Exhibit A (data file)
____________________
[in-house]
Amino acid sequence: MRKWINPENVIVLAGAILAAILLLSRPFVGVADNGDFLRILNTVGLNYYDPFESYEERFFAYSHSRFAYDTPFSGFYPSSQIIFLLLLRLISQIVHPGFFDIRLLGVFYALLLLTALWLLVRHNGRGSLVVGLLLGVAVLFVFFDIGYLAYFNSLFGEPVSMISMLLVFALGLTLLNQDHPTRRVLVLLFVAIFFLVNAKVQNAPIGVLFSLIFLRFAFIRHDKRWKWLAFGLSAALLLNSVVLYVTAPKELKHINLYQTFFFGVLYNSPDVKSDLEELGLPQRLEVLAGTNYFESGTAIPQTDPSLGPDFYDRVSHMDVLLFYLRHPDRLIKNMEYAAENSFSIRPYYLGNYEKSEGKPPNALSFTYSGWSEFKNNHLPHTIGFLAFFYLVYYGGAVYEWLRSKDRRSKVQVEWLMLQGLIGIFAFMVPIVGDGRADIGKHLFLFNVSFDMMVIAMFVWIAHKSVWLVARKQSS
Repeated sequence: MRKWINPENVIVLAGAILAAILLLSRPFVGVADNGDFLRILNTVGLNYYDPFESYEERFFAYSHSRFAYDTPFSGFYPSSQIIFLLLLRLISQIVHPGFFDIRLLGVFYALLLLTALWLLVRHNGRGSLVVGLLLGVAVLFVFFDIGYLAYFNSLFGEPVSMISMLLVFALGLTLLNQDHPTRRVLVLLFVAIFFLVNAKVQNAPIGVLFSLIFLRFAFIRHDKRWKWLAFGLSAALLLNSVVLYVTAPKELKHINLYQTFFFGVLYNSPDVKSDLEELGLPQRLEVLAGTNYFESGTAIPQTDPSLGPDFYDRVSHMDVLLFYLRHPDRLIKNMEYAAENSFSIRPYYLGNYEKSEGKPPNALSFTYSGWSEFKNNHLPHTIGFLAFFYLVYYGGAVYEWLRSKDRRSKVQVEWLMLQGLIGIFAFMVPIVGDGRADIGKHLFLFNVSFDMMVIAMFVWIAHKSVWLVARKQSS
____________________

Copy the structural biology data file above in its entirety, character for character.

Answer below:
[in-house]
Amino acid sequence: MRKWINPENVIVLAGAILAAILLLSRPFVGVADNGDFLRILNTVGLNYYDPFESYEERFFAYSHSRFAYDTPFSGFYPSSQIIFLLLLRLISQIVHPGFFDIRLLGVFYALLLLTALWLLVRHNGRGSLVVGLLLGVAVLFVFFDIGYLAYFNSLFGEPVSMISMLLVFALGLTLLNQDHPTRRVLVLLFVAIFFLVNAKVQNAPIGVLFSLIFLRFAFIRHDKRWKWLAFGLSAALLLNSVVLYVTAPKELKHINLYQTFFFGVLYNSPDVKSDLEELGLPQRLEVLAGTNYFESGTAIPQTDPSLGPDFYDRVSHMDVLLFYLRHPDRLIKNMEYAAENSFSIRPYYLGNYEKSEGKPPNALSFTYSGWSEFKNNHLPHTIGFLAFFYLVYYGGAVYEWLRSKDRRSKVQVEWLMLQGLIGIFAFMVPIVGDGRADIGKHLFLFNVSFDMMVIAMFVWIAHKSVWLVARKQSS
Repeated sequence: MRKWINPENVIVLAGAILAAILLLSRPFVGVADNGDFLRILNTVGLNYYDPFESYEERFFAYSHSRFAYDTPFSGFYPSSQIIFLLLLRLISQIVHPGFFDIRLLGVFYALLLLTALWLLVRHNGRGSLVVGLLLGVAVLFVFFDIGYLAYFNSLFGEPVSMISMLLVFALGLTLLNQDHPTRRVLVLLFVAIFFLVNAKVQNAPIGVLFSLIFLRFAFIRHDKRWKWLAFGLSAALLLNSVVLYVTAPKELKHINLYQTFFFGVLYNSPDVKSDLEELGLPQRLEVLAGTNYFESGTAIPQTDPSLGPDFYDRVSHMDVLLFYLRHPDRLIKNMEYAAENSFSIRPYYLGNYEKSEGKPPNALSFTYSGWSEFKNNHLPHTIGFLAFFYLVYYGGAVYEWLRSKDRRSKVQVEWLMLQGLIGIFAFMVPIVGDGRADIGKHLFLFNVSFDMMVIAMFVWIAHKSVWLVARKQSS